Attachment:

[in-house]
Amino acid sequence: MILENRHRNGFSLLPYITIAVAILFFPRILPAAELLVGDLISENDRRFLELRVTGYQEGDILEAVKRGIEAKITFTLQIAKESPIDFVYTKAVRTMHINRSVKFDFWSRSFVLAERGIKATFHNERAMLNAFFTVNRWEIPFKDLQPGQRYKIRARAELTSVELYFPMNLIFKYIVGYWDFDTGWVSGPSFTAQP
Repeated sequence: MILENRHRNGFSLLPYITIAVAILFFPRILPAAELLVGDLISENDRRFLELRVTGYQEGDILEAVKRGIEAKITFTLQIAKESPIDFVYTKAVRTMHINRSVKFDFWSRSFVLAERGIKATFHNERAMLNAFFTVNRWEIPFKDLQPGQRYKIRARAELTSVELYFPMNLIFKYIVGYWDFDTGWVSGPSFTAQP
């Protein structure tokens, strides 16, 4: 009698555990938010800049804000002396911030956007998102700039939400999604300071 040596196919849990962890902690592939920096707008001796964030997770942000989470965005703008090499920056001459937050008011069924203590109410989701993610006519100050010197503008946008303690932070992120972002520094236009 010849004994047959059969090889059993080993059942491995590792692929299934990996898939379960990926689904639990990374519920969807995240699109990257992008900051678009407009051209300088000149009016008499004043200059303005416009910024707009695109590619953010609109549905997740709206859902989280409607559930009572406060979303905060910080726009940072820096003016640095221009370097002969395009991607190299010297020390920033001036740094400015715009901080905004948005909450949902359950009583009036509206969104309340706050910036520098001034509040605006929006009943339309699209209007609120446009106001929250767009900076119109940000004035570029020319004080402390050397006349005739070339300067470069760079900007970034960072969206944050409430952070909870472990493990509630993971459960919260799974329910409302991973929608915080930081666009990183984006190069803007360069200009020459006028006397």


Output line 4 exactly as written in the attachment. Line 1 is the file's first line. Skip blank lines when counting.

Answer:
């Protein structure tokens, strides 16, 4: 009698555990938010800049804000002396911030956007998102700039939400999604300071 040596196919849990962890902690592939920096707008001796964030997770942000989470965005703008090499920056001459937050008011069924203590109410989701993610006519100050010197503008946008303690932070992120972002520094236009 010849004994047959059969090889059993080993059942491995590792692929299934990996898939379960990926689904639990990374519920969807995240699109990257992008900051678009407009051209300088000149009016008499004043200059303005416009910024707009695109590619953010609109549905997740709206859902989280409607559930009572406060979303905060910080726009940072820096003016640095221009370097002969395009991607190299010297020390920033001036740094400015715009901080905004948005909450949902359950009583009036509206969104309340706050910036520098001034509040605006929006009943339309699209209007609120446009106001929250767009900076119109940000004035570029020319004080402390050397006349005739070339300067470069760079900007970034960072969206944050409430952070909870472990493990509630993971459960919260799974329910409302991973929608915080930081666009990183984006190069803007360069200009020459006028006397």